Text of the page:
Bankruptcy Exemptions – What Property Can I Keep?

If you file for Chapter 7 bankruptcy, the theory of a Chapter 7 is that you may be required to liquidate some assets to repay a portion of your debts. However, because bankruptcy is intended to provide a "fresh start" most common property is protected by the bankruptcy code. These protections ensure a fair lifestyle free from undue hardships after bankruptcy is over. The property that is protected varies from state to state. Generally, when married spouses file a joint bankruptcy, the amount of protected property doubles.

If you would like more information about how bankruptcy exemptions in Kentucky and Indiana will impact your bankruptcy case, call the Law Office of Allan E. Dunaway, PLC, at 502-785-1005 to schedule a free initial consultation with an attorney.

General Chapter 7 Exemption Information

When you file for Chapter 7 bankruptcy, the following property is generally protected to some degree in most states:

  • Your primary home
  • Your primary vehicle
  • Furniture
  • Clothing
  • Household appliances
  • Jewelry
  • Workers' compensation
  • Pension
  • Tools of the trade
  • Alimony and child support
  • Insurance benefits

The amount of each asset that you are allowed to keep depends upon the laws of the state in which you file for bankruptcy. Many filers do not forfeit any assets at all.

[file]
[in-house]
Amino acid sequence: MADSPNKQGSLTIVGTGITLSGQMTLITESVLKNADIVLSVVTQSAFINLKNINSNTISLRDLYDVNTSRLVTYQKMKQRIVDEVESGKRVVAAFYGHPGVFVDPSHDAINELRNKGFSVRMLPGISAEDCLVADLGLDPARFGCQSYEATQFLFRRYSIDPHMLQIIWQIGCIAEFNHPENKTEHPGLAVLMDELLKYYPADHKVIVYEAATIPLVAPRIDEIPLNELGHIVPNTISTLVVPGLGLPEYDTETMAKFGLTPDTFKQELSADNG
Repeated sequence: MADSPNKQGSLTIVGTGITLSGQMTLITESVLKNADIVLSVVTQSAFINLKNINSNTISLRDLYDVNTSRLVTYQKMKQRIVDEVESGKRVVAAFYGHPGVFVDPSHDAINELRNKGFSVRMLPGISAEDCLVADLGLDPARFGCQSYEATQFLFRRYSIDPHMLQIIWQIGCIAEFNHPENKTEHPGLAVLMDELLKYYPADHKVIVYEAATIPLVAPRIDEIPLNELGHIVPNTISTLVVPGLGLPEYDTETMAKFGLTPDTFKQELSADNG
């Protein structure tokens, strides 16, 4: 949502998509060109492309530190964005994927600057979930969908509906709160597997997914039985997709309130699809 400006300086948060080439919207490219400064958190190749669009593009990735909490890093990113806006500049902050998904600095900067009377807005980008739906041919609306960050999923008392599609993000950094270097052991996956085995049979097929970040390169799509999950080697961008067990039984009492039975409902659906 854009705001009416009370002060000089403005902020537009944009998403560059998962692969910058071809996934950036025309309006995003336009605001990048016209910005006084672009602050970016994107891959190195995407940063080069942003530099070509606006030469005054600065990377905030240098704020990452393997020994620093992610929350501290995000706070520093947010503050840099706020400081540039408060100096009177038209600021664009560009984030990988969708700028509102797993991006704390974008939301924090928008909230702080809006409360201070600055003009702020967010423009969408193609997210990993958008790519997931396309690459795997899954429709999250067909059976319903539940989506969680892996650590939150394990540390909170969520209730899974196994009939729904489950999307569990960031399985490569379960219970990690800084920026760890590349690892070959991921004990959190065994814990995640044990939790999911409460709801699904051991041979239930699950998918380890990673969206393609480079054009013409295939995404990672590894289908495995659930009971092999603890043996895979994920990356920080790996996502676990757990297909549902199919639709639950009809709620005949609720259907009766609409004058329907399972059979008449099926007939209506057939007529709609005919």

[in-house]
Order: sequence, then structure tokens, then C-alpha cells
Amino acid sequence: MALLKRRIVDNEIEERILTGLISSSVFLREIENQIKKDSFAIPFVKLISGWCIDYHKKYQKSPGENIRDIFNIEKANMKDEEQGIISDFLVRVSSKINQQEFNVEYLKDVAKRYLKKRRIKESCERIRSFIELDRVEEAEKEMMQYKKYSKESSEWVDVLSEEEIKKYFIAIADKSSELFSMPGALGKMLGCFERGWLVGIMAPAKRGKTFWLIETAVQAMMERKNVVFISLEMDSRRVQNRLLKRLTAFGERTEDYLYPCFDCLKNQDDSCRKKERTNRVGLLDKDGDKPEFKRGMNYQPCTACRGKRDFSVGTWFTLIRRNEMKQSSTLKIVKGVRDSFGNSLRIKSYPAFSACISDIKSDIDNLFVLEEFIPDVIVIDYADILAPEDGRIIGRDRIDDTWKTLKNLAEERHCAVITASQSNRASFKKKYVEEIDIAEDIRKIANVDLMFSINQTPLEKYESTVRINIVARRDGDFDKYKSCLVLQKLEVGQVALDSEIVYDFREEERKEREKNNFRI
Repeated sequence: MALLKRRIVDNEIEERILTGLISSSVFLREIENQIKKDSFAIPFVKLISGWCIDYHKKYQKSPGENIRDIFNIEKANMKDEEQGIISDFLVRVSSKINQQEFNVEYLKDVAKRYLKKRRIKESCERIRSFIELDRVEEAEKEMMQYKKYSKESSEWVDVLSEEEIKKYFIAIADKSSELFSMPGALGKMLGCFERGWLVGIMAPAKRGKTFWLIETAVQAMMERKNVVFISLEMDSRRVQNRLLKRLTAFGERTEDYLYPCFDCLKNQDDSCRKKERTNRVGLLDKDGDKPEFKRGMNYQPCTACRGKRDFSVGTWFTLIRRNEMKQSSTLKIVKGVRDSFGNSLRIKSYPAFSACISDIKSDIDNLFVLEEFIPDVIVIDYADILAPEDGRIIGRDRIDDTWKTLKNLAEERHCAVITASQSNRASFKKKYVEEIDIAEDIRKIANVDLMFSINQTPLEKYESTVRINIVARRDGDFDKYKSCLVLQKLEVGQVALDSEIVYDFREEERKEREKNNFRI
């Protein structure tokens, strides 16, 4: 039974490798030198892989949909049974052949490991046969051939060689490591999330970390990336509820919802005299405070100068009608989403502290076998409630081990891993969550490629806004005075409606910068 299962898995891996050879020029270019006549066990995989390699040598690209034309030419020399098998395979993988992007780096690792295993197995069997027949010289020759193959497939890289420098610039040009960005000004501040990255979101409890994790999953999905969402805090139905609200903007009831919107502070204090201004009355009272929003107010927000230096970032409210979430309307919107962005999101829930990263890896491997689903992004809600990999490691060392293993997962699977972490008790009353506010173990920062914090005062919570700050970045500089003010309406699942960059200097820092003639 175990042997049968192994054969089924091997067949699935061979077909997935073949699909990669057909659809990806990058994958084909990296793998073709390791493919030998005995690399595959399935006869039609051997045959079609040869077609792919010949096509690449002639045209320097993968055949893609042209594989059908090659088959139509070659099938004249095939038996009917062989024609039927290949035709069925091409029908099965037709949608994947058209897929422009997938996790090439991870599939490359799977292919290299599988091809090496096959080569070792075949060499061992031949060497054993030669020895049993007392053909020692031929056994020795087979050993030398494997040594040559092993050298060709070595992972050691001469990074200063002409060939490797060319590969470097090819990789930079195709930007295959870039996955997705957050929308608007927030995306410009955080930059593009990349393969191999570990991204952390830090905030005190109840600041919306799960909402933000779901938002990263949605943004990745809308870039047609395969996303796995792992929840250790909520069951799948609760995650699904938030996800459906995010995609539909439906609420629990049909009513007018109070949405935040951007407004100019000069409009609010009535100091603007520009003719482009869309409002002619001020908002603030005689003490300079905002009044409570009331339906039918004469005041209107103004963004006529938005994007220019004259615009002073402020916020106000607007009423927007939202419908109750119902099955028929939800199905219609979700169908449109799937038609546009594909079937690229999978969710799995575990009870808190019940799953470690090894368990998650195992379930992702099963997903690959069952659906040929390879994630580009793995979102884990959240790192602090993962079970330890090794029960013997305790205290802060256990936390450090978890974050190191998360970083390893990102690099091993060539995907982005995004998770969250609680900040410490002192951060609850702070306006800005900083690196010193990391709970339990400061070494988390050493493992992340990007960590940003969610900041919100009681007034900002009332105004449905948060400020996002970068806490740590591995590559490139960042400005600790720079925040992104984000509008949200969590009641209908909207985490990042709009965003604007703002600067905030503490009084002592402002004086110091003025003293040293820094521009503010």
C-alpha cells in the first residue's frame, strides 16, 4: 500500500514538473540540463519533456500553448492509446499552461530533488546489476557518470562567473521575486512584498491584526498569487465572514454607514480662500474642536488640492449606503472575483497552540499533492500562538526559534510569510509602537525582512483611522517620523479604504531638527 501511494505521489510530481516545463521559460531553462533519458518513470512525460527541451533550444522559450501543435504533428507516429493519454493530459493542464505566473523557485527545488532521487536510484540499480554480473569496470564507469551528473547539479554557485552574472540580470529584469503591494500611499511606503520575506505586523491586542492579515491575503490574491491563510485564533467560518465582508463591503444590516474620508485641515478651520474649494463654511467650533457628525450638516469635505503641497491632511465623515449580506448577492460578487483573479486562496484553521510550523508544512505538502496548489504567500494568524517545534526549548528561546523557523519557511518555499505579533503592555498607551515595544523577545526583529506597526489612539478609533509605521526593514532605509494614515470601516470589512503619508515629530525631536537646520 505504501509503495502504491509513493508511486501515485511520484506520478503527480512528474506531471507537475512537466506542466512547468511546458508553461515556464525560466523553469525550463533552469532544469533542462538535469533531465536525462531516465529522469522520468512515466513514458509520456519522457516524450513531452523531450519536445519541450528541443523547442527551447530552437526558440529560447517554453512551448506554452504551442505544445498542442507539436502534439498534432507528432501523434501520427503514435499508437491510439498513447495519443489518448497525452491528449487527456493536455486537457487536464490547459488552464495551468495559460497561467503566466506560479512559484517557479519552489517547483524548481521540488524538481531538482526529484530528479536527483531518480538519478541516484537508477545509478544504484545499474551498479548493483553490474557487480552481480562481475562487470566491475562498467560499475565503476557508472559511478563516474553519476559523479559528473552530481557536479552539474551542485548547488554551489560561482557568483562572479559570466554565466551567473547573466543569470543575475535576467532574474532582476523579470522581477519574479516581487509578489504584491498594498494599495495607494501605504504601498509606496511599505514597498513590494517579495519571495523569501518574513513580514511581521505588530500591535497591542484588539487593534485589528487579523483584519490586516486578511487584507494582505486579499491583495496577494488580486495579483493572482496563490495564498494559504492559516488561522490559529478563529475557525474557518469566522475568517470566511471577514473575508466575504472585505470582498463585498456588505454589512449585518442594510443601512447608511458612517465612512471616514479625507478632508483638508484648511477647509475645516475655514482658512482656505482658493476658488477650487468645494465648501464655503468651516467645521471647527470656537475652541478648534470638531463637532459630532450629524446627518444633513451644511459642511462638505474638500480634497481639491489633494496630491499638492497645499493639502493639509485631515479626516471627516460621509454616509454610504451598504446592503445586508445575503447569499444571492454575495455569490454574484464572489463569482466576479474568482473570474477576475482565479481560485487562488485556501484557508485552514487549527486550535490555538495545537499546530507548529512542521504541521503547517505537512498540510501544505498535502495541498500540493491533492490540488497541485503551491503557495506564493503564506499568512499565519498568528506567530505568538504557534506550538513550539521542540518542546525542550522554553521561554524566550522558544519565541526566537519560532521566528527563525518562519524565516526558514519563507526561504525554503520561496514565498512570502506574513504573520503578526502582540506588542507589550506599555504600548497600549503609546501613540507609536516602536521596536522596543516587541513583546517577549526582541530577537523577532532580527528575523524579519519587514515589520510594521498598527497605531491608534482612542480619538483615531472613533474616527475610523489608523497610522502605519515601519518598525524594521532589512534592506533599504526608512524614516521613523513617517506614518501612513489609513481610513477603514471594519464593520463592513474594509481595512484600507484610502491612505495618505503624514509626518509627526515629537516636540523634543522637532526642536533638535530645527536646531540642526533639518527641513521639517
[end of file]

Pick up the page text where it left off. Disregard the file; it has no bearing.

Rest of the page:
State-Specific Exemptions

Kentucky allows bankruptcy filers to take advantage of the "federal exemptions" within the Bankruptcy Code. Under Kentucky's state exemptions (in effect in bankruptcy cases filed in Kentucky prior to June, 2005), individuals could only retain up to $5,000 in equity of their primary residence, but under the federal protections that amount is now in excess of $22,000. The federal exemptions have specific protection for vehicles, household goods, personal injury damages, jewelry and many other categories of assets.

Indiana does not follow the federal exemptions, and only allows filers to retain about $19,000 in equity of their primary residence. Personal property is protected up to just under $10,000, and cash (or cash equivalent such as a bank account) has a nominal protection of about $400.

While there are too many detailed exemptions to list here, you can discuss the full range of exemptions with us during your free initial consultation.

Contact Us For Experienced Debt Relief Advice

If you are considering bankruptcy, you deserve to work with a lawyer who is dedicated to solving your financial concerns and has the experience to guide you through the process. Call the Law Office of Allan E. Dunaway, PLC, at 502-785-1005 to discuss how you can maximize the state and national exemptions to your benefit. You can also contact our offices online. We can meet with you at either our Louisville, Kentucky, or Jeffersonville, Indiana, offices.

We are a debt relief agency. We help people file for bankruptcy relief under the Bankruptcy Code.